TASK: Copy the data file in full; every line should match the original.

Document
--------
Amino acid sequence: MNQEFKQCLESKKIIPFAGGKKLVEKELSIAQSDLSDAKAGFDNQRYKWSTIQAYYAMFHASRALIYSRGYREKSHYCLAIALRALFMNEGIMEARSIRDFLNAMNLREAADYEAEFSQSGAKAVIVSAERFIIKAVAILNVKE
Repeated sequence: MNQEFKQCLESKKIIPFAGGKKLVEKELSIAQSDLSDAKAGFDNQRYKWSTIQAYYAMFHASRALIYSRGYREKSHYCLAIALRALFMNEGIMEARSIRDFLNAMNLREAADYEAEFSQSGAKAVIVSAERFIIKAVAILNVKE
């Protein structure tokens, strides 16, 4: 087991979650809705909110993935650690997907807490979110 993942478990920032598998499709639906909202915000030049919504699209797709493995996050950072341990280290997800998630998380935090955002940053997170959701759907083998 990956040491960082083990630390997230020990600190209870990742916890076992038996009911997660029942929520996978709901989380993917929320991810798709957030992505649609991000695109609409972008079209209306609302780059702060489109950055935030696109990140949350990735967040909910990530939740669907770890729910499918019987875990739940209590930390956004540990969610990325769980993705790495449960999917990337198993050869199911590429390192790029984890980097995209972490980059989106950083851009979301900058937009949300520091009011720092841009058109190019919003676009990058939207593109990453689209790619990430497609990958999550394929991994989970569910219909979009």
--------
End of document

Amino acid sequence: MNQEFKQCLESKKIIPFAGGKKLVEKELSIAQSDLSDAKAGFDNQRYKWSTIQAYYAMFHASRALIYSRGYREKSHYCLAIALRALFMNEGIMEARSIRDFLNAMNLREAADYEAEFSQSGAKAVIVSAERFIIKAVAILNVKE
Repeated sequence: MNQEFKQCLESKKIIPFAGGKKLVEKELSIAQSDLSDAKAGFDNQRYKWSTIQAYYAMFHASRALIYSRGYREKSHYCLAIALRALFMNEGIMEARSIRDFLNAMNLREAADYEAEFSQSGAKAVIVSAERFIIKAVAILNVKE
């Protein structure tokens, strides 16, 4: 087991979650809705909110993935650690997907807490979110 993942478990920032598998499709639906909202915000030049919504699209797709493995996050950072341990280290997800998630998380935090955002940053997170959701759907083998 990956040491960082083990630390997230020990600190209870990742916890076992038996009911997660029942929520996978709901989380993917929320991810798709957030992505649609991000695109609409972008079209209306609302780059702060489109950055935030696109990140949350990735967040909910990530939740669907770890729910499918019987875990739940209590930390956004540990969610990325769980993705790495449960999917990337198993050869199911590429390192790029984890980097995209972490980059989106950083851009979301900058937009949300520091009011720092841009058109190019919003676009990058939207593109990453689209790619990430497609990958999550394929991994989970569910219909979009």